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Tedeschi Trucks Band – Chicago Theatre January 25, 2020

By Linda Cain

Derek Trucks (lead guitar) & Susan Tedeschi (lead vocals, guitar)

Tyler Greenwell (Drums) J.J. Johnson (Drums) Mike Mattison (Vocals) Mark Rivers (Vocals) Alecia Chakour (vocals) Kebbi Williams (Saxophone) Ephraim Owens (Trumpet) Elizabeth Lea (Trombone) Brandon Boone (Bass) Gabe Dixon (keyboards)

By Linda Cain

Photos: Jennifer Noble (from Feb. 1, 2020 at Wembley Stadium, London)

January in Chicago is heralded by major events for blues & roots fans — Buddy Guy’s month-long residency at his club Legends, featuring very special guests as openers. There’s Too Hot To Handel, the jazz/gospel version of Handel’s Messiah, now in its 15th year at the Auditorium Theater that is a tribute to Dr. Martin Luther King, Jr. (My husband sings in the 80-piece choir with a full orchestra, jazz big band and famous soloists).

And last but certainly not least, there’s Tedeschi Trucks Band’s four-show annual residency at the Chicago Theatre over two weekends.

All three of these productions attract die-hard fans who travel from all over to descend on Chicago to partake in these musical celebrations year after year. January in Chi-town can be brutal and great shows like these are the equivalent of musical comfort food.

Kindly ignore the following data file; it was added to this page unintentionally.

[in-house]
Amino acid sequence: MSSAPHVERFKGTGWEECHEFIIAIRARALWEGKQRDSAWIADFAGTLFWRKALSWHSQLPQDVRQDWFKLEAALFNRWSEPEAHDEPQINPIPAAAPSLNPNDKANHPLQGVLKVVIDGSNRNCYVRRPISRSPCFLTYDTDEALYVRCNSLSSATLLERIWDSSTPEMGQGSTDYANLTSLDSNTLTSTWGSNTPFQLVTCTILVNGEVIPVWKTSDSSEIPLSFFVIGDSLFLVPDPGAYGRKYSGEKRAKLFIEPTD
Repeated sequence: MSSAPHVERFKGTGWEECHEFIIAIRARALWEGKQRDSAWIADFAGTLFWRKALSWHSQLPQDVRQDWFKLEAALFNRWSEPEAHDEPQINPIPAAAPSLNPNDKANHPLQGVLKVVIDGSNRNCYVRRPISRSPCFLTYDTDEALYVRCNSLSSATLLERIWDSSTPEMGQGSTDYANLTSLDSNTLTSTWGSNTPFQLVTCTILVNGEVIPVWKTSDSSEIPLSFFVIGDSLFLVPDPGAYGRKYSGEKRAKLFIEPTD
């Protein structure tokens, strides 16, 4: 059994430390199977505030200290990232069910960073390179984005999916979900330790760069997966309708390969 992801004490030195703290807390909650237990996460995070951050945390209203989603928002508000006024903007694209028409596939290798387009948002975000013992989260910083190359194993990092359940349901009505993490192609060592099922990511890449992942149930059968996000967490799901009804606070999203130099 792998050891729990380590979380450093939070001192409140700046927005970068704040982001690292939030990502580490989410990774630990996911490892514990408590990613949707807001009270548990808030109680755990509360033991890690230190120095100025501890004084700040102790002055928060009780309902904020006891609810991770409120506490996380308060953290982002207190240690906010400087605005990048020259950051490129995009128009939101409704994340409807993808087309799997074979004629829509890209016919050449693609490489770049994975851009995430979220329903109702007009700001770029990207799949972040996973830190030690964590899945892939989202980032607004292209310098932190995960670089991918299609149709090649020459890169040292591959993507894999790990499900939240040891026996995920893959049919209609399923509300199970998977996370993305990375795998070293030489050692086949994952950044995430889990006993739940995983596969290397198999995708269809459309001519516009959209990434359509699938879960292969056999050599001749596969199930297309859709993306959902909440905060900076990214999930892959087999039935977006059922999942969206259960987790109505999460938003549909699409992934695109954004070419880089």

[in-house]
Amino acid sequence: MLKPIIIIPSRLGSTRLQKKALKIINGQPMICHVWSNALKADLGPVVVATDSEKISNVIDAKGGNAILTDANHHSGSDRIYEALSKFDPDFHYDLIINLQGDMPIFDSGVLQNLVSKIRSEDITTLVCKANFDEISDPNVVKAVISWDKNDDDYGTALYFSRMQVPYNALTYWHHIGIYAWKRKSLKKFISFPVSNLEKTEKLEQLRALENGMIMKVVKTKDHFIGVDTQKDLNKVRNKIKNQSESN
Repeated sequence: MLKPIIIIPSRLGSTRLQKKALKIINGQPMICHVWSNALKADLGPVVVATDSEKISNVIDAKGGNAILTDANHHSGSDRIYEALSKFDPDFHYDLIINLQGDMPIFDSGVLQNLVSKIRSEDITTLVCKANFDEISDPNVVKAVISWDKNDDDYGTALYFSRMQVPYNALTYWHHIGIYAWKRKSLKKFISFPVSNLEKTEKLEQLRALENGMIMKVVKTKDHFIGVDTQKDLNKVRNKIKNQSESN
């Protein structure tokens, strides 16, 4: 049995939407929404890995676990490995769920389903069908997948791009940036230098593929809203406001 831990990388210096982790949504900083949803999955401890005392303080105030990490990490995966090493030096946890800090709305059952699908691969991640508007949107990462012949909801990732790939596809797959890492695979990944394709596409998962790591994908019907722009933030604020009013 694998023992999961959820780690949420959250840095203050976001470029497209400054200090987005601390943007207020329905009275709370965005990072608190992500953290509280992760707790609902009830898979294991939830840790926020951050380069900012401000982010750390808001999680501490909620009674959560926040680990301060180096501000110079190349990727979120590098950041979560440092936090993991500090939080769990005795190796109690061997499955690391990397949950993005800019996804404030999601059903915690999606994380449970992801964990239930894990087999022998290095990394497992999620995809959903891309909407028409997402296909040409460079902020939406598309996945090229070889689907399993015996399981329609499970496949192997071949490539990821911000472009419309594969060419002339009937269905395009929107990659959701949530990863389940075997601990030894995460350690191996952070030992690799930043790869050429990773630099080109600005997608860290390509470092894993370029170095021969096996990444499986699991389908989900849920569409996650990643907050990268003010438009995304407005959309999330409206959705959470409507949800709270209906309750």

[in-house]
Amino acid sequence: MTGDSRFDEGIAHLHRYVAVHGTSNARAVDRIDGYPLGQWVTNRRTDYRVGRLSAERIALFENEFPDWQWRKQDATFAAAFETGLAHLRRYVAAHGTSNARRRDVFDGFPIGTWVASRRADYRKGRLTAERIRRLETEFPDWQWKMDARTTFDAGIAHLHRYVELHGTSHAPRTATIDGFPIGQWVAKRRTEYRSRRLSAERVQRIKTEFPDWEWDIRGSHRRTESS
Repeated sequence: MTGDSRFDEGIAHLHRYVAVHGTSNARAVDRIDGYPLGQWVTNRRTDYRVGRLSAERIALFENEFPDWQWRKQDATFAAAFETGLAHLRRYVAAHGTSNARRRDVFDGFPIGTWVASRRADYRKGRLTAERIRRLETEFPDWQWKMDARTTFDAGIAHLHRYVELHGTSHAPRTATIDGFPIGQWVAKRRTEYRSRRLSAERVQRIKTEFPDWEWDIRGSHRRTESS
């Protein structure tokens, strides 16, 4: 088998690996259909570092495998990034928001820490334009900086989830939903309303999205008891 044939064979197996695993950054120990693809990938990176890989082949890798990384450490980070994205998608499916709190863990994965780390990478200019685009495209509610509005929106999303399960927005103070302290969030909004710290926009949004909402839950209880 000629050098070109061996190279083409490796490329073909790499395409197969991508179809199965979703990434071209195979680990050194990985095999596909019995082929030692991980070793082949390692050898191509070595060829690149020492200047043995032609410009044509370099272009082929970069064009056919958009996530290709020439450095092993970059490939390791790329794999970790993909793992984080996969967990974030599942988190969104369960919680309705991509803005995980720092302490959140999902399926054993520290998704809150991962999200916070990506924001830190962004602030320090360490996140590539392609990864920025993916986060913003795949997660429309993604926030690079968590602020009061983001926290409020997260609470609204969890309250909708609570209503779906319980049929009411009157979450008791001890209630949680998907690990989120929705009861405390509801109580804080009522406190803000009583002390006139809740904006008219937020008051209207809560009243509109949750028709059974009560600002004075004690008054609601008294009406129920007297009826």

Why do fans grab tickets to these sell-out shows and return like homing pigeons each winter? In the case of TTB’s four concerts, the answer is: No two shows are exactly the same. Will the band play your favorite song, perhaps “Midnight in Harlem,” this time? And if they do, you will feel like you hit the jackpot when you chose to attend on this night.

Led by the husband and wife team of guitarist Derek Trucks and singer/guitarist Susan Tedeschi, backed by a 10-piece band, the TTB formed when the married couple decided they needed to spend more time together instead of touring separately with their own bands. The TTB has kept the tradition going of big, bluesy, funky, soulful revues like Joe Cocker’s Mad Dogs & Englishmen, The Allman Brothers (Derek’s former band), Eric Clapton’s Derek & The Dominoes with Duane Allman and Delany & Bonnie along with the Grateful Dead and Jerry Garcia Band. Tedeschi & Trucks wear their influences on their sleeve, often covering songs by the above, plus B.B. King, Bobby “Blue” Bland, Ray Charles, Junior Wells, Al Green, Joe Tex, Bonnie Raitt, Aretha Franklin, Sly & The Family Stone, Elton John and more. But TTB is hardly a cover band; the 12-piece unit always delivers its own exciting, improvisational jam band style to the music.

Add to that the obvious reverence and reference that Derek and Susan show in their playing for guitarists Buddy Guy, Jerry Garcia, Warren Haynes, Tony Joe White, Eric Clapton, Duane Allman, Johnny Winter and other guitar heroes.

The band’s original songs are always a communal effort both in the studio and on stage; the players seem to have an almost telepathic ability to respond to each other, a skill no doubt honed after years of nonstop touring and recording and camaraderie.

So which songs from its vast repertoire would the band treat us to on their final night in Chicago? (Scroll down for set lists from both Friday and Saturday nights)